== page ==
As controversy around the roll out of Electronic National Identify Cards (e-NIC) hits new heights, officials from e-NIC on Monday said the process will be carried out in line with President Ashraf Ghani’s orders.
So far over 200 families have completed their applications, including the biometric process, said officials.
But in response, officials from one of Afghanistan’s mainstream opposition alliances, the Coalition to Rescue Afghanistan, expressed their reservations over Ghani’s move, suggesting that e-NIC must be rolled out in line with the law ratified in 2015.
“Based on the prevailing law and the new order, we as an executive department and in line with the direction of his excellency the president, we formally launched the process; if there are some changes in the law (in future), then we will act accordingly. Naturally, whenever some changes are made, the process is affected,” said Rohullah Ahmadzai, e-NIC spokesman.
“Until a consensus is forged at a national level and a general agreement is created, let’s not tarnish national unity more than this, which could lead to confrontation between ethnicities,” said a member of Jamiat-e-Islami party Muhayyudin Mahdi.
The current decision by the presidential palace is a move to divide ethnicities in the country, said officials.
“It’s certain that the political parties will not remain idle about the issues relating to the future of Afghanistan and the people of the country, by pursuing necessary strategies,” said Bashir Ahmad Tayyanj, a member of The National Islamic Movement of Afghanistan.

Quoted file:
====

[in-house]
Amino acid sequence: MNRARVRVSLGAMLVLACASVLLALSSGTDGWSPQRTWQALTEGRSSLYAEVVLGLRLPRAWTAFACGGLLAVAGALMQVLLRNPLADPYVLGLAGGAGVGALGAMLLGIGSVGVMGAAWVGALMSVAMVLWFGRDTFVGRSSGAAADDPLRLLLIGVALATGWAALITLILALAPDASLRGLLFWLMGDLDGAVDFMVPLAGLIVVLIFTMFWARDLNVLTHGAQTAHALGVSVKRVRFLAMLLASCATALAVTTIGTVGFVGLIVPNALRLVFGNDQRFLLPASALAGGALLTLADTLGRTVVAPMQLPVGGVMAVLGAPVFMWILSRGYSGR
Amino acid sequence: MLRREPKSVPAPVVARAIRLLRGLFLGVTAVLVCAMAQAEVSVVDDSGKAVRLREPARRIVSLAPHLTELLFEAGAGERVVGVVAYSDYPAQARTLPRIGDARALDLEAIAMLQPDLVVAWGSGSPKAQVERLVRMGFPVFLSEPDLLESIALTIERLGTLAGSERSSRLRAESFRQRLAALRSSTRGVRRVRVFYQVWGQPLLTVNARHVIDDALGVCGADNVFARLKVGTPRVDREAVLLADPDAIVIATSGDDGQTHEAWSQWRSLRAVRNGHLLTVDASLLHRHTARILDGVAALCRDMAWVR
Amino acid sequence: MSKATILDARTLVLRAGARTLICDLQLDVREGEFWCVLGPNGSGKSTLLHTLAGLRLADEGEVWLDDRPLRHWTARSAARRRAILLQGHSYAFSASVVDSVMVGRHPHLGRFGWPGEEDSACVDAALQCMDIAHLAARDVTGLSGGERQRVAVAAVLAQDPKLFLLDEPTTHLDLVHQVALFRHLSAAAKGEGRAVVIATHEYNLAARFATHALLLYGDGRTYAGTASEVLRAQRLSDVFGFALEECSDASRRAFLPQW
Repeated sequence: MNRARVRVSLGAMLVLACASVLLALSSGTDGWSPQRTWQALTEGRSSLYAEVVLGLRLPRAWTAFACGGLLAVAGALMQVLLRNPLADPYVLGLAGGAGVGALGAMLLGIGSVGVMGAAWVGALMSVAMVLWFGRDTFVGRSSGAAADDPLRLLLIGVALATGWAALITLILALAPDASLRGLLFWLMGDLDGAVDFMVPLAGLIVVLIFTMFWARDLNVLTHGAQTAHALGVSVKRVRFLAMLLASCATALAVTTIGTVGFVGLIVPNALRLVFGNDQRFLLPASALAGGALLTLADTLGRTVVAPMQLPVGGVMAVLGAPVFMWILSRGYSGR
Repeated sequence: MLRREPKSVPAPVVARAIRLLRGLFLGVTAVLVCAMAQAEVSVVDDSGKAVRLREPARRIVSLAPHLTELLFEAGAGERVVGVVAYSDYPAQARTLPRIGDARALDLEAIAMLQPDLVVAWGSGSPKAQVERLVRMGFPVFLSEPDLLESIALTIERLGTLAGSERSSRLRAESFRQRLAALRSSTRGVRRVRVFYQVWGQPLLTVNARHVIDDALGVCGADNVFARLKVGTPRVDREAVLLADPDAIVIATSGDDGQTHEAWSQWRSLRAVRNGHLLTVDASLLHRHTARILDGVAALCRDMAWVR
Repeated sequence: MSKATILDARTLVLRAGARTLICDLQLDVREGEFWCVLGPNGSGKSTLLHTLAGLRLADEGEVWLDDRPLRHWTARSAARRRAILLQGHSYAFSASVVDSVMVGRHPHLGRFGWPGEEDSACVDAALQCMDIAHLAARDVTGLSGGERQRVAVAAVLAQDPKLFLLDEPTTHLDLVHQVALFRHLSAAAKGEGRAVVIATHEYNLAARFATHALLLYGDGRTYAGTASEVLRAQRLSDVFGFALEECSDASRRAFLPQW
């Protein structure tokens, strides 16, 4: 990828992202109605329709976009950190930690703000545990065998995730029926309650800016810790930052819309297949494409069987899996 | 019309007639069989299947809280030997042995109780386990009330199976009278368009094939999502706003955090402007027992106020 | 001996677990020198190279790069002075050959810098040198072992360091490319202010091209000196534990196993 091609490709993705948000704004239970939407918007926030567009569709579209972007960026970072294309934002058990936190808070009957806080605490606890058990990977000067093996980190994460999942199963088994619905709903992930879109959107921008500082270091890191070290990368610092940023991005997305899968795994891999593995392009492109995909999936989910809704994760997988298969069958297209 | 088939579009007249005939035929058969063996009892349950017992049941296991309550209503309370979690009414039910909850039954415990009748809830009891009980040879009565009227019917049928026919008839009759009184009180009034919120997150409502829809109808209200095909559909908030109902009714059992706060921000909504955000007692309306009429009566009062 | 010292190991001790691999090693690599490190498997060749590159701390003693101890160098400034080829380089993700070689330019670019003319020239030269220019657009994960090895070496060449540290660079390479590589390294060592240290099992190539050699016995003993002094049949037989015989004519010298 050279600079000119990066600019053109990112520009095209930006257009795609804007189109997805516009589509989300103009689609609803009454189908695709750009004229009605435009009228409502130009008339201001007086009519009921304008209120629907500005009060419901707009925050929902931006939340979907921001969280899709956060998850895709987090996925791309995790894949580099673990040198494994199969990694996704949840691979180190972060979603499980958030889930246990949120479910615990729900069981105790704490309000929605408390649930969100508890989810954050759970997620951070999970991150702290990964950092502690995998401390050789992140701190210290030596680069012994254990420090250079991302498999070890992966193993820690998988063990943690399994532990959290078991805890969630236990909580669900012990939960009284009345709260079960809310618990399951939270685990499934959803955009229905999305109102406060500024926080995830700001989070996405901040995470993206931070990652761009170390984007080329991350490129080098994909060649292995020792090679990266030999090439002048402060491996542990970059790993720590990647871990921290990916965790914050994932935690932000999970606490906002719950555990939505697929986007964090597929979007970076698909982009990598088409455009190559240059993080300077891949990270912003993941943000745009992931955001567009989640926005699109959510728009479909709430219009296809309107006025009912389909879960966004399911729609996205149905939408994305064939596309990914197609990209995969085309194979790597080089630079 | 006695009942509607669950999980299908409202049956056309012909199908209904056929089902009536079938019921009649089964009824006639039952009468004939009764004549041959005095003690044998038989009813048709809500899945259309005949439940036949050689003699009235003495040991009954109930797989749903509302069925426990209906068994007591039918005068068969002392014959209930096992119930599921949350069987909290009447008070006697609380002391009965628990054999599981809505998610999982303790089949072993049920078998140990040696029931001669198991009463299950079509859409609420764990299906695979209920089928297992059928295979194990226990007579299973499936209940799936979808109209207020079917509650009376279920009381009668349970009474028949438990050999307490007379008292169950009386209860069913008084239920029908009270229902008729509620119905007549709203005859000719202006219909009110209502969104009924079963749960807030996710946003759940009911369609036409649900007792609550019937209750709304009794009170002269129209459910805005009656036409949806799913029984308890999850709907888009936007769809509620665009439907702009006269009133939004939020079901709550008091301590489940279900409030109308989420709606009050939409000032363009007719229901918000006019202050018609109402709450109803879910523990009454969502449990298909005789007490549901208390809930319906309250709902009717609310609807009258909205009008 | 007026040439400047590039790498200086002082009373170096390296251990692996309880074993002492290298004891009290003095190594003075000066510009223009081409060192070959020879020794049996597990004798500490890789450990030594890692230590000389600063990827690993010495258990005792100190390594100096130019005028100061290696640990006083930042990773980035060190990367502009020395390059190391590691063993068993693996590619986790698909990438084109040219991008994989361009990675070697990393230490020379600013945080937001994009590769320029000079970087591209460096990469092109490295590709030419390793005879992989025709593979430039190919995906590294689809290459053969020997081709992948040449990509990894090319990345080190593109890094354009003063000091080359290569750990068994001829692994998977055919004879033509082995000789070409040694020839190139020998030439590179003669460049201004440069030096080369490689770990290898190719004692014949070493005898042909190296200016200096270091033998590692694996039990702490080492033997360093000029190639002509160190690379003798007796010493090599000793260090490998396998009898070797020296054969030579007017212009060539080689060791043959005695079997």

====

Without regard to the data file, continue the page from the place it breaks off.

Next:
The CEO’s office meanwhile said that discussions regarding the roll out are progressing.
“Until now, the roll out process has not been formally started, only a few people have registered their names. We hope to reach a conclusion regarding the matter. If this process is not stopped and some people continue with their unilateral decision in this respect, then the chief executive officer will announce their position,” the CEO’s spokesman Mujib Rahimi said.
Based on a presidential decree, the new identity cards will contain the nationality and ethnicity of each person. However these two controversial words had been omitted from the cards in the law previously ratified in 2015.